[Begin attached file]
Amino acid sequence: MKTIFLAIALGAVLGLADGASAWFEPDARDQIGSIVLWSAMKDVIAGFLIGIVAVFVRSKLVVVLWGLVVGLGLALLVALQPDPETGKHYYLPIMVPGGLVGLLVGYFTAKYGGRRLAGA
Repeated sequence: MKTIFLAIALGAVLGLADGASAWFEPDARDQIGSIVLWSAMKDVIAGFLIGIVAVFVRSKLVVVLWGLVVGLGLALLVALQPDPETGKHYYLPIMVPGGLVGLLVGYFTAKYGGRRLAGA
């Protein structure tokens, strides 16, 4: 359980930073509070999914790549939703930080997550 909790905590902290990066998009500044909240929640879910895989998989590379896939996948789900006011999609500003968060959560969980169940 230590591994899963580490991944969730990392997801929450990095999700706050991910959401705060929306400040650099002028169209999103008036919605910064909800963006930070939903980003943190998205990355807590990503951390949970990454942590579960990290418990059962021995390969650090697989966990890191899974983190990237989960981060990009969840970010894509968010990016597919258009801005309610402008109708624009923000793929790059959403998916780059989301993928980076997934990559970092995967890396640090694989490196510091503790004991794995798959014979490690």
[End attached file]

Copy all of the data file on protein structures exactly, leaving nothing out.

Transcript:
Amino acid sequence: MKTIFLAIALGAVLGLADGASAWFEPDARDQIGSIVLWSAMKDVIAGFLIGIVAVFVRSKLVVVLWGLVVGLGLALLVALQPDPETGKHYYLPIMVPGGLVGLLVGYFTAKYGGRRLAGA
Repeated sequence: MKTIFLAIALGAVLGLADGASAWFEPDARDQIGSIVLWSAMKDVIAGFLIGIVAVFVRSKLVVVLWGLVVGLGLALLVALQPDPETGKHYYLPIMVPGGLVGLLVGYFTAKYGGRRLAGA
């Protein structure tokens, strides 16, 4: 359980930073509070999914790549939703930080997550 909790905590902290990066998009500044909240929640879910895989998989590379896939996948789900006011999609500003968060959560969980169940 230590591994899963580490991944969730990392997801929450990095999700706050991910959401705060929306400040650099002028169209999103008036919605910064909800963006930070939903980003943190998205990355807590990503951390949970990454942590579960990290418990059962021995390969650090697989966990890191899974983190990237989960981060990009969840970010894509968010990016597919258009801005309610402008109708624009923000793929790059959403998916780059989301993928980076997934990559970092995967890396640090694989490196510091503790004991794995798959014979490690």